Electronics basics: Ohm's law

This is a post to explain the basics of electronics, starting with Ohm’s law.

Ohm’s law describes the relationship between the voltage, current and resistance in a circuit, and it is one of the basic physical laws that controls how circuits work.

We need to understand this law in order to select the correct resistors to use in our circuits and to control how much current will flow.  We also need to know how much power our circuit will draw and how much power each component will dissipate.  Too much power and things will heat up too much, burning out.

And yes, this post does contain garden hoses…

Ohm’s law

Ohm’s law is usually expressed as I={\frac{V}{R}}, where I is current, measured in Amperes (often just called “Amps”) and with a unit of A. V is the voltage (also called “Electric potential”), measured in Volts and with a unit of V. R is the resistance, measured in Ohms and with a unit of Ω.

This means that with a given voltage, the current that will flow is inversely proportional to the resistance it has to flow through.

Imagine a garden water hose.  You open the tap fully and the water will flow, as fast as the hose will allow.  The water pressure is like the voltage in a circuit and the flow of water is like the current.  Now start squeezing the hose and the flow of water will decrease.  Your squeezing of the hose acts as a resistance to the water, and a resistor in an electric circuit works the same way.  The harder you squeeze, the less water will flow.  The higher the resistance, the less current will flow.

Given any two of the 3 components, voltage, current or resistance, we can calculate the last one.  We can rearrange the formula in different ways, depending on what we need to calculate, so you will some times use it as R={\frac{V}{I}} to find the resistance from the voltage and current, or V=IR to find the voltage across a resistance at a certain voltage.

Application with a single resistor

Let’s apply this to a simple circuit with a single resistor:

Here we have a known voltage, 5V and a known resistance of 1000Ω (Usually written as 1KΩ, for 1 kilo-Ohm).  Putting these numbers into the formula I={\frac{V}{R}} gives us R={\frac{5}{1000}}=0.005.  0.005 Amperes is usually written as 5 milliAmperes, or just 5mA.  In low-power electronics, we’re dealing with mA most of the time so you’ll get familiar with these units soon enough.

But what do we need resistors for?  Can’t we just connect the wires and start having fun?

Practical example, LED

As mentioned in one of my earlier posts, LEDs have a limit to how much current they can safely pass.  The more current you send through an LED, the brighter it will glow, but pass the maximum limit and it will burn out, and quite quickly.

To limit the current, we need a resistor connected in series with the LED.  This means that the resistor is connected between the LED and either the power source or ground.  The same current will flow through all parts of a circuit that are connected in series, so it doesn’t matter which side of the LED you connect the resistor to.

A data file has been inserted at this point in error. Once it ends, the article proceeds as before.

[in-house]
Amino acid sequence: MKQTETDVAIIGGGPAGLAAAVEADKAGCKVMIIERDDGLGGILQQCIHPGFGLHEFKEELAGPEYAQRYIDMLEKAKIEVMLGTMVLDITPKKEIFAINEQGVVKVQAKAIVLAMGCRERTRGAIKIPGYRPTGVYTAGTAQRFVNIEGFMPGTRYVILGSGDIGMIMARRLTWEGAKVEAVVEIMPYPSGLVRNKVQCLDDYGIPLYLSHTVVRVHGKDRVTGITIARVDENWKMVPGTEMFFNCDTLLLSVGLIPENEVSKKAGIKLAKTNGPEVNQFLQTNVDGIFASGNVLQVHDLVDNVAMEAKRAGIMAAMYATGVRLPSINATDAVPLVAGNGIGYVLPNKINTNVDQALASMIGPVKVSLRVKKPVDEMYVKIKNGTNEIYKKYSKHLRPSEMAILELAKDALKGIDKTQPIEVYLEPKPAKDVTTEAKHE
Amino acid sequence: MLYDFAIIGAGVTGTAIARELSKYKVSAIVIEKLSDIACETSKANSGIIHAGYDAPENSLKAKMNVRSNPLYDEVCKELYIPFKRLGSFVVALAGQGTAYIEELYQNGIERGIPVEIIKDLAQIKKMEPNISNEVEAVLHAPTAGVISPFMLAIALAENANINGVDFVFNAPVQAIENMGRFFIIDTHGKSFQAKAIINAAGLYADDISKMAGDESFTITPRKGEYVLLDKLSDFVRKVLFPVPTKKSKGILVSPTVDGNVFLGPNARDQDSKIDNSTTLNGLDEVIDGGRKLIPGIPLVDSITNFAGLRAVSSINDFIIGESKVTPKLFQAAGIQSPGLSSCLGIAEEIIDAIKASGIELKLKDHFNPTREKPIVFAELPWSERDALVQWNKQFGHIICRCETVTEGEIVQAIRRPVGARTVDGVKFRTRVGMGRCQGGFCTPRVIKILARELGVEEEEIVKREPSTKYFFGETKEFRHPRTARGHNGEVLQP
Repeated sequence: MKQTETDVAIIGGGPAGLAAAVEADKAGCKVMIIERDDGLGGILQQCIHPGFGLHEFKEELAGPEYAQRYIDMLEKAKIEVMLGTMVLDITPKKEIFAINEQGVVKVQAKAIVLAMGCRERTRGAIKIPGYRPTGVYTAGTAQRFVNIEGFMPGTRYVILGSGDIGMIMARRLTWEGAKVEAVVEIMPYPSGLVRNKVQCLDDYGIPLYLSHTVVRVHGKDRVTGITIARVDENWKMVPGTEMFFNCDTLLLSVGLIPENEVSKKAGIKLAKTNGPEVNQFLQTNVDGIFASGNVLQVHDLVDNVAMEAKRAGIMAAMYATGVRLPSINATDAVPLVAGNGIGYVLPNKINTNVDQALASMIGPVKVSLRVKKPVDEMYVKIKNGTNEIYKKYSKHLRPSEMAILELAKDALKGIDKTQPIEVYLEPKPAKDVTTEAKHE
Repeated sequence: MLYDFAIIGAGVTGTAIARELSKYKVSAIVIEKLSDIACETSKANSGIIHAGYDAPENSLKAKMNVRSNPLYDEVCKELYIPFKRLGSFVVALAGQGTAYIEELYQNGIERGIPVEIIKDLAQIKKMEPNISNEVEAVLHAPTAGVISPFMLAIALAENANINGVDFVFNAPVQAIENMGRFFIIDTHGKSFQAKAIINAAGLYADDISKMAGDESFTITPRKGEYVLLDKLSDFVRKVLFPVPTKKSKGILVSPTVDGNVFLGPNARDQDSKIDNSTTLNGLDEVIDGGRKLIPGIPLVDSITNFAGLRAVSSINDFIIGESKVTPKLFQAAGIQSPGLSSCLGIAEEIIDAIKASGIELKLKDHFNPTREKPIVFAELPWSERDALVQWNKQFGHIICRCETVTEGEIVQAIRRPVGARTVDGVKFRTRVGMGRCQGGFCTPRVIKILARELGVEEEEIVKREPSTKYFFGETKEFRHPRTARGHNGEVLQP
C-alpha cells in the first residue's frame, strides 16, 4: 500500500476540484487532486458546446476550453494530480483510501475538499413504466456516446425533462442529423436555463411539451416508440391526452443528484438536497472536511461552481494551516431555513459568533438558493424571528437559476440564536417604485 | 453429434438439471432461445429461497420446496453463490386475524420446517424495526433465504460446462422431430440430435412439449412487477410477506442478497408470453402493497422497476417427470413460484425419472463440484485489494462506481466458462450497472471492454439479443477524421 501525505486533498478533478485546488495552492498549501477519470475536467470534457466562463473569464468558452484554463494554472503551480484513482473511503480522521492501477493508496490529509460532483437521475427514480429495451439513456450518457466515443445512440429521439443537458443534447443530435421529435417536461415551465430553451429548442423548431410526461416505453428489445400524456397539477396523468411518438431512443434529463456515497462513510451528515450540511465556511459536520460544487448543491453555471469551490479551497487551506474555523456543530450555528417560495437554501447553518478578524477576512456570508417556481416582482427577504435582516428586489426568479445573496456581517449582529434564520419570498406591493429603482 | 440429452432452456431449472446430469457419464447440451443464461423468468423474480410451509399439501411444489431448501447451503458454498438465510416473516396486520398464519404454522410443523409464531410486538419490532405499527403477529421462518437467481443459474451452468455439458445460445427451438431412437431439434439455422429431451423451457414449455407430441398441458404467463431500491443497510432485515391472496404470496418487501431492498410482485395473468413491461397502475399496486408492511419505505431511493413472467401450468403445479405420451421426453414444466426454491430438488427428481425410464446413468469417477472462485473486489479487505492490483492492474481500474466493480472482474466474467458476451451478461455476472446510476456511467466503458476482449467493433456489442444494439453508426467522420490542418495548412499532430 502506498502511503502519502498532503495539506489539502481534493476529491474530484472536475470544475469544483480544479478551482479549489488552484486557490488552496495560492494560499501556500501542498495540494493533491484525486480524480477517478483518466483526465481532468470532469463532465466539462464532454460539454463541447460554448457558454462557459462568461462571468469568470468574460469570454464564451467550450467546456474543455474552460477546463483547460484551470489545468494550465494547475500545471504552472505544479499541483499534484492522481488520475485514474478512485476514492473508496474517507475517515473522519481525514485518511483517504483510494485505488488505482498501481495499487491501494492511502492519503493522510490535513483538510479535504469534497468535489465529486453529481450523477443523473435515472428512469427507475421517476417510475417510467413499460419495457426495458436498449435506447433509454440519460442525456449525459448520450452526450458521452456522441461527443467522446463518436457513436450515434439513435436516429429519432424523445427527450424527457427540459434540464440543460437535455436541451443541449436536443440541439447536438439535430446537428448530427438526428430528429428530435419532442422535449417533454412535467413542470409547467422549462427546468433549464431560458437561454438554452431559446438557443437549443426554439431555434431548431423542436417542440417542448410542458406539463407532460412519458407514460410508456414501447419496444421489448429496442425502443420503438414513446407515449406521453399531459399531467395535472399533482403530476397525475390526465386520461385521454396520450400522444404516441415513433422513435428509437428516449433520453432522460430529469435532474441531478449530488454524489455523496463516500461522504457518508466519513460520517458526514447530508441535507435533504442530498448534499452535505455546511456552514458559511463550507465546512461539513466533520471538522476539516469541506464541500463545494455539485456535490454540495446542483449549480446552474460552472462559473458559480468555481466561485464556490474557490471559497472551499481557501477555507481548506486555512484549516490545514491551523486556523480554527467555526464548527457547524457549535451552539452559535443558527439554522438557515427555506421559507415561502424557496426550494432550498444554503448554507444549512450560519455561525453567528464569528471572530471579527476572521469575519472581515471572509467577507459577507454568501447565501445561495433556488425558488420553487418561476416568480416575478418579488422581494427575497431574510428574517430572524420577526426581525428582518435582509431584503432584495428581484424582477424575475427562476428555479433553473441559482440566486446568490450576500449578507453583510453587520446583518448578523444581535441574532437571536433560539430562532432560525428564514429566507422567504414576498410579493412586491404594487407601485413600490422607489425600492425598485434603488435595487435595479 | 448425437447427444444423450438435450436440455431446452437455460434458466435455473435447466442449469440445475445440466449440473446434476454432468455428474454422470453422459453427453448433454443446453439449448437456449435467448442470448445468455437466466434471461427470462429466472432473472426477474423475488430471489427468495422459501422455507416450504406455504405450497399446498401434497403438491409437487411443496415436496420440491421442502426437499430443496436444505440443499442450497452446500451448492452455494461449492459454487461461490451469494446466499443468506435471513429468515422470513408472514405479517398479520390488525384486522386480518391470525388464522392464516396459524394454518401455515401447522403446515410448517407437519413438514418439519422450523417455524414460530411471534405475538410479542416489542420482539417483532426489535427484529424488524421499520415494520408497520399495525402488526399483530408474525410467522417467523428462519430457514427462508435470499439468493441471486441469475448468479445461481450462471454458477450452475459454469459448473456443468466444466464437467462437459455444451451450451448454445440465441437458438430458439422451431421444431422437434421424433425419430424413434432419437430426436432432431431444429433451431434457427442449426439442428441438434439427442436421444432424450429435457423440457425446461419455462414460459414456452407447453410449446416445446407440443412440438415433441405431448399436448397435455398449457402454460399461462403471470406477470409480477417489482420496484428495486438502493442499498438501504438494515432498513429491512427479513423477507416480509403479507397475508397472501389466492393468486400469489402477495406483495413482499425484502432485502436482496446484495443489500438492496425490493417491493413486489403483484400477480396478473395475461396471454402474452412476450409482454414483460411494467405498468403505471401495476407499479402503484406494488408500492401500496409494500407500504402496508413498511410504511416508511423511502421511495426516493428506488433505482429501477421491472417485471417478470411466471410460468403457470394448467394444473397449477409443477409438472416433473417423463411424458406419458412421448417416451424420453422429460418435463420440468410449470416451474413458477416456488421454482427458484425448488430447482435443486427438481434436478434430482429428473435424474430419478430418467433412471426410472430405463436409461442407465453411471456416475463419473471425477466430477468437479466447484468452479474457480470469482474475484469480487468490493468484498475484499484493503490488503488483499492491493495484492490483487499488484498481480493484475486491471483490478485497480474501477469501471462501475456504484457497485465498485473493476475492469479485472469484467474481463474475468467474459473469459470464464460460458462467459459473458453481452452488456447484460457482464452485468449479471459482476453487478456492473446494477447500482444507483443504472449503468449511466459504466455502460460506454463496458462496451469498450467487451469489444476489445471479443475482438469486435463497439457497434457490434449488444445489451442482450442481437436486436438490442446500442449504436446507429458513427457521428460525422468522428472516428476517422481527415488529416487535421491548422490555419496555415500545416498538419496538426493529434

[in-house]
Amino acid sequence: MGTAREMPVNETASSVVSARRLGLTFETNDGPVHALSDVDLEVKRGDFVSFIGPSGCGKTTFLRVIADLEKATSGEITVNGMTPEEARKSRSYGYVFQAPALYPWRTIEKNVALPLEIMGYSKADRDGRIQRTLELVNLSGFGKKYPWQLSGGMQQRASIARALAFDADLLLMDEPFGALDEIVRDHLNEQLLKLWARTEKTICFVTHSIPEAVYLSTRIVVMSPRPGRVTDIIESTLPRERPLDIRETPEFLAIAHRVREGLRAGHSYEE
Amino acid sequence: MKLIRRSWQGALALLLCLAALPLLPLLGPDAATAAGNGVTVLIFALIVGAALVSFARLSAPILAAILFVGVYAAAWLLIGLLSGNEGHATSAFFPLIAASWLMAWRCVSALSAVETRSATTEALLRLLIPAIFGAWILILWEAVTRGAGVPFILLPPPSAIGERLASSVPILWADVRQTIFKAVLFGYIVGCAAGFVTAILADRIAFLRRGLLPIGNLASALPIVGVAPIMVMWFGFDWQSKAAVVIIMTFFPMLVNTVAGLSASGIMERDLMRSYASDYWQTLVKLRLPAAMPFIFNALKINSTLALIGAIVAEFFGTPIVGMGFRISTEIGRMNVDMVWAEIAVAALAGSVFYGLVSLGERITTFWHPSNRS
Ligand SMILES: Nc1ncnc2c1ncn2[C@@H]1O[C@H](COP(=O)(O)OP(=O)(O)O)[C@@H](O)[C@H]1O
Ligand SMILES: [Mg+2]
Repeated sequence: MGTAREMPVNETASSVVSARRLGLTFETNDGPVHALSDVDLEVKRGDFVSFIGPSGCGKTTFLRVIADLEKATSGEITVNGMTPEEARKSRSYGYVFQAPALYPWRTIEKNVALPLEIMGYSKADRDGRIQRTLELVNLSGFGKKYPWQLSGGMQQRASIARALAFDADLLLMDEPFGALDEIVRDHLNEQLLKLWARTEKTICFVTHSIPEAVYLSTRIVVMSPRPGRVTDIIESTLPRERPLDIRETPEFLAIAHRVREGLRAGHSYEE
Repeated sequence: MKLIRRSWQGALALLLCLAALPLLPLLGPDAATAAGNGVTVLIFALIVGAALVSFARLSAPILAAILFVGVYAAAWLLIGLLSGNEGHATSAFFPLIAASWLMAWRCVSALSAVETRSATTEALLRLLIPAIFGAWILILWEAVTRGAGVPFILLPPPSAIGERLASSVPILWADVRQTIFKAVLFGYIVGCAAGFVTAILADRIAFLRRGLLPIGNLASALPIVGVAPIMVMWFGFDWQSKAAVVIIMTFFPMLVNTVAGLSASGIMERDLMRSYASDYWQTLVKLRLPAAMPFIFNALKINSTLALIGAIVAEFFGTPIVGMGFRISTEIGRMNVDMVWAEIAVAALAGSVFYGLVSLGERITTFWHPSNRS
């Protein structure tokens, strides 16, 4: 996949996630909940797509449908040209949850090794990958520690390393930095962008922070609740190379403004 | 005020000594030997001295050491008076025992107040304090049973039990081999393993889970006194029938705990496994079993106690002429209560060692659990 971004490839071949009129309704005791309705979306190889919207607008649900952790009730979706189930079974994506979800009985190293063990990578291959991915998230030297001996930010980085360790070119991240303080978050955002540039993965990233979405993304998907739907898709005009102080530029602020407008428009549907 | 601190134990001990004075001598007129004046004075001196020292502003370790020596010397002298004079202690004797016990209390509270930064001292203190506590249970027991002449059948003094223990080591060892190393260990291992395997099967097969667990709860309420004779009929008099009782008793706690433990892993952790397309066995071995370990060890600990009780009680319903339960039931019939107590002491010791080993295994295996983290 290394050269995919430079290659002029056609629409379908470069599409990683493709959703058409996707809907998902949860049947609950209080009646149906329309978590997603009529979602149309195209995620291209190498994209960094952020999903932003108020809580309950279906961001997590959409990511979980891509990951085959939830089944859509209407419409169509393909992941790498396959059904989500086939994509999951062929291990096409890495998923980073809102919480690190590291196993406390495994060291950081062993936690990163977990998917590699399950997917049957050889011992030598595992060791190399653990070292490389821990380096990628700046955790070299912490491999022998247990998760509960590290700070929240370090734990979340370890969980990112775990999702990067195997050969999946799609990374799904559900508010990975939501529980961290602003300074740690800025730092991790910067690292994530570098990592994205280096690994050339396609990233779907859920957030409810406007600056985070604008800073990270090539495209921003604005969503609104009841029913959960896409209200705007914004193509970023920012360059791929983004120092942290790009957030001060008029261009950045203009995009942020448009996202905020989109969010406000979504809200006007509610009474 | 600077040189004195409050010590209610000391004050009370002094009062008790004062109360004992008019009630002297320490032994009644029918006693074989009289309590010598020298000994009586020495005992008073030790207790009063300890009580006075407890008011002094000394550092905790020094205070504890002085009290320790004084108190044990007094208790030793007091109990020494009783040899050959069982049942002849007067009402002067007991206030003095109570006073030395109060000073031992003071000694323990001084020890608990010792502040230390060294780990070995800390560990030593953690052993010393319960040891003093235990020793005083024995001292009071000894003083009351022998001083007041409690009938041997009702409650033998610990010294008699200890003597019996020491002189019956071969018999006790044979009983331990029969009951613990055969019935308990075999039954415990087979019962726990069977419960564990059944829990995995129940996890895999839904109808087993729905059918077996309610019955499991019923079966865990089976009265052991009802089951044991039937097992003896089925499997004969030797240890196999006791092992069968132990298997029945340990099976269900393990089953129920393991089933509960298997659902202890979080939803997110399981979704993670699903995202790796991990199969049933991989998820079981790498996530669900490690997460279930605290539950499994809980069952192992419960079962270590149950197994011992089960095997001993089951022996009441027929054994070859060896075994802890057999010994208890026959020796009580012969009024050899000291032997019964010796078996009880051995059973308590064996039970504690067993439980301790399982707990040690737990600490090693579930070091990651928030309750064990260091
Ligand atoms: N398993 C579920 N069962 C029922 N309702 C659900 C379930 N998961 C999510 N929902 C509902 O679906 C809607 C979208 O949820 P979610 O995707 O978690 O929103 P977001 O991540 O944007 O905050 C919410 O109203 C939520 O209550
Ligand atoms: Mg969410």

A typical red LED has a forward voltage of 1.8 volts, which leaves 3.2 volts across the resistor.  With a maximum current limit for the LED of 20 mA, or 0.020 Amps, we put this into the formula R={\frac{V}{I}} to find the resistance that will give us 20 mA. R={\frac{3.2}{0.020}}=160\Omega.  For LEDs, we’ll normally select a resistor that is a bit higher than that, as resistors have a tolerance, for example 5% or 10% accuracy.  If our resistor is a 10% tolerance variety, it can be as low as 144Ω and still be within tolerance.  However, that 144Ω resistor would allow I={\frac{3.2}{144}}=0.02222. That might just work, depending on the LED, but it would certainly reduce the life of the LED.  By moving up to a 180Ω resistor instead, we’ll be safely within the maximum limit of the LED, and the difference in brightness would be imperceptible to most eyes.  According to the same formula, 180Ω gives us a current of I={\frac{3.2}{180}}=0.01778, or 17.78mA.

Another practical example, Arduino current limits

On an AVR-based Arduino you should not exceed 40 mA current in or out of any IO pin.  However, this is an absolute, DO-NOT-EXCEED limit, so instead 20 mA is recommended as a limit as it gives a safe margin to the 40 mA, and it reduces any power dissipation issues as well.  Remember resistors have tolerances, so always stay clear of such absolute limits.

Imagine a GPIO pin connected directly to 5V:

Depending on how the pin gets configured, for example as a LOW output, this lets a nearly unlimited (completely unlimited as far as our poor little chip is concerned…) current flow from +5V, through the GPIO pin and to ground.  This could well be the default state of the pin upon startup, meaning this high current will start to flow as soon as power is applied.

This is a fast and easy way to let the magic smoke out of your Arduino, and unfortunately… Arduinos don’t work without the smoke, so once you let it out, the Arduino will stop working.  So, to make sure we don’t blow up the chip, we’ll need to add a resistor between the GPIO pin and 5V, to limit how much current can flow.  Remember the recommended limit is 20 mA, so we’ll find a resistor that gives us no more than that: